DIscovering the Dedication
Amber Robinson, media lab intern, Boston University 2015
When I started my internship with Next Mile Project, I became intrigued by the work that each of the nonprofits here does. The passion and hard work that these people put into helping others is both admirable and heartwarming.
One thing that especially stands out to me about each nonprofit is the unique approach that each one uses to make their visions for those they want to help a reality. The particular organization whose approach stands out to me is that of Gardens for Health International (GHI). GHI is a nonprofit that works in Rwanda to provide lasting agricultural solutions to chronic childhood malnutrition.
This past week I had the pleasure of meeting with GHI’s U.S. Operations Coordinator, Eve Deveau, who gave me insight into the way GHI operates. Essentially, after the parent of a malnourished child (usually the mother) has taken said child to a health clinic, the doctor will enroll them in GHI’s program.
Based on the color category a child is placed in, GHI’s employees decide if immediate help is needed. From then on, GHI begins to provide the long-term solution; they provide resources to plant a garden in the parent’s backyard, along with more information on nutrition.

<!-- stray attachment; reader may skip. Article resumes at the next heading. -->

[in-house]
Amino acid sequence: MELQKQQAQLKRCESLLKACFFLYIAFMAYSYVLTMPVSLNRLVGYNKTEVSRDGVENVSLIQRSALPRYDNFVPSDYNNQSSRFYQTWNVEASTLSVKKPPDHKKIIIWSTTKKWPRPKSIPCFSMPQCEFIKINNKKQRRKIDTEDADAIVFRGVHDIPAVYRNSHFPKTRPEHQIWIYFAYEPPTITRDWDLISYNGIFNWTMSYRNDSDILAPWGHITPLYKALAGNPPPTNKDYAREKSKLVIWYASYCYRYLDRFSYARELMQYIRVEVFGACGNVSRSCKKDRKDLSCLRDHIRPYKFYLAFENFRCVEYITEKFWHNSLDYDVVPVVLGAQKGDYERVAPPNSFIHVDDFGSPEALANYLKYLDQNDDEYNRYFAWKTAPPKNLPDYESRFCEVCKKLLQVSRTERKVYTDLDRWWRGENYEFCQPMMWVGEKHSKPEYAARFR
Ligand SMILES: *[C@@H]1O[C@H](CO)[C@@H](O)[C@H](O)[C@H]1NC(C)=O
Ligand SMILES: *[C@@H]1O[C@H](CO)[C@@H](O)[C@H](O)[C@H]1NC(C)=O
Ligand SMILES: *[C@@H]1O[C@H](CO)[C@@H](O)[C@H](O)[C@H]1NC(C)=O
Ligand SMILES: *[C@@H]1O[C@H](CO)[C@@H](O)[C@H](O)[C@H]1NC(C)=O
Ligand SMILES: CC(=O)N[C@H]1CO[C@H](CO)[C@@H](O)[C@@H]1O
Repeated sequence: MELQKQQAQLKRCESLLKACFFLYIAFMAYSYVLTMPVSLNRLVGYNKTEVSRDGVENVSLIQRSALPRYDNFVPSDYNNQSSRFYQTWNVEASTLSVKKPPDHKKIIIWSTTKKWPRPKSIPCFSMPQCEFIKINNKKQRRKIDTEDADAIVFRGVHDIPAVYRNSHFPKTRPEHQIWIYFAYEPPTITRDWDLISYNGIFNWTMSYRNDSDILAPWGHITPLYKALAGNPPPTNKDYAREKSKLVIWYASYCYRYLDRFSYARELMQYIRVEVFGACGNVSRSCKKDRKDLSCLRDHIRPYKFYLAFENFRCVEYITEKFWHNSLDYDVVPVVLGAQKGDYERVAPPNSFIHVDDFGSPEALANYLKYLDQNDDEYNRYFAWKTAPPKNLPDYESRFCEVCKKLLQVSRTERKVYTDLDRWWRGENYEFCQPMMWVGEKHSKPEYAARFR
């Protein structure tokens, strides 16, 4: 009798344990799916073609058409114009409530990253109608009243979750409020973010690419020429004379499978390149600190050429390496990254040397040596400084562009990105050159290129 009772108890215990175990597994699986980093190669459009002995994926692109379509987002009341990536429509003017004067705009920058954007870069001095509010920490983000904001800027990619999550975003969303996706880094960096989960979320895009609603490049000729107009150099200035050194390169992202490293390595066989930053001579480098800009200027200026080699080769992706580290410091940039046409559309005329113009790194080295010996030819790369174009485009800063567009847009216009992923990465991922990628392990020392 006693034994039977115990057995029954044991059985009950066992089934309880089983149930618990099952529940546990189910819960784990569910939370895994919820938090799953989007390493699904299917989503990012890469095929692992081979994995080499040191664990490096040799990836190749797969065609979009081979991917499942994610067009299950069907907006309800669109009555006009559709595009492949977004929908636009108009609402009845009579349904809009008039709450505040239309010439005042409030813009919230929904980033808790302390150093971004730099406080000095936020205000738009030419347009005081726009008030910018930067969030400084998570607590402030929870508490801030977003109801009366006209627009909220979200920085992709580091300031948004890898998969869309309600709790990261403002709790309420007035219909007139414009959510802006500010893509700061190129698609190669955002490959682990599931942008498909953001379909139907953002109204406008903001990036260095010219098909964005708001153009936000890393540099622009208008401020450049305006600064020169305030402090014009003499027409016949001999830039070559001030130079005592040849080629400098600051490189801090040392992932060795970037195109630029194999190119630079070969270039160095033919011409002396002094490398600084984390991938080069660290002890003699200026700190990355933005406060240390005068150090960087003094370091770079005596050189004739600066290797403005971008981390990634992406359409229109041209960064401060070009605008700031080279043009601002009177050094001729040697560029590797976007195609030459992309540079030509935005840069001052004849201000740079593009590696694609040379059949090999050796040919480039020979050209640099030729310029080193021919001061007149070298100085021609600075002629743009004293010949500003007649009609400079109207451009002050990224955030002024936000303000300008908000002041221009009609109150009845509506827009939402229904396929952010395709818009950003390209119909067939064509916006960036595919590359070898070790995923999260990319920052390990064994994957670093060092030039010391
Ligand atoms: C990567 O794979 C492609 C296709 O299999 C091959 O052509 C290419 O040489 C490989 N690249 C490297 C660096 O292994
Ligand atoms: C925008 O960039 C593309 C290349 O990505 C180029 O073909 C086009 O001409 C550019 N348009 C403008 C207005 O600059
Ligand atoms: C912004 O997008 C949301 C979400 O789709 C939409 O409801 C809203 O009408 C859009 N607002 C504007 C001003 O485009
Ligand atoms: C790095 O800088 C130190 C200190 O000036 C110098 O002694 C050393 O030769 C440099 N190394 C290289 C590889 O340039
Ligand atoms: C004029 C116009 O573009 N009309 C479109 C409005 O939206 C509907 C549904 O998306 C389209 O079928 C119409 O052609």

The work the GHI employees do is astounding, and what perhaps is even more astounding about it, is the way it empowers people—namely the mamas of the villages.
“Her goal is just to, as she says, be a ‘shining star’ in her community,” said Deveau as she described one of the mamas that has taken the hardships she faced in life (abuse, malnutrition, etc.) and used them to empower herself, and the other women around her.
Deveau added that this seems to generally be the mindset of most of the women Gardens for Health works with. Some of the mamas have helped GHI make the curriculum simple enough to be understood by those who are illiterate. According to Deveau, women who attend their trainings return to their communities and share the information with those around them. The mamas seem to be constantly focused on sharing what they learn.
One mother in particular, Uwingeneye Francoise, is a perfect example of a mama that has learned a lot from GHI. After being orphaned, and then married at age 18 to a man that often abandons her in times of crisis, Francoise has found the strength to end malnutrition in her home.
Francoise said she, “followed the advice of the trainers,” and now her 2-year-old child, Uwicyeza Musaninge, that once weighed 5kg weighs 8kg.
“I will do all I can to keep following the lessons I have learned from the training,” said Francoise.
Thanks to GHI’s programs accompanied by Francoise’s diligence, her family is now healthy. Mamas like her, and the workers of GHI inspire, and remind me of the possibilities that arise when people work hard and help others.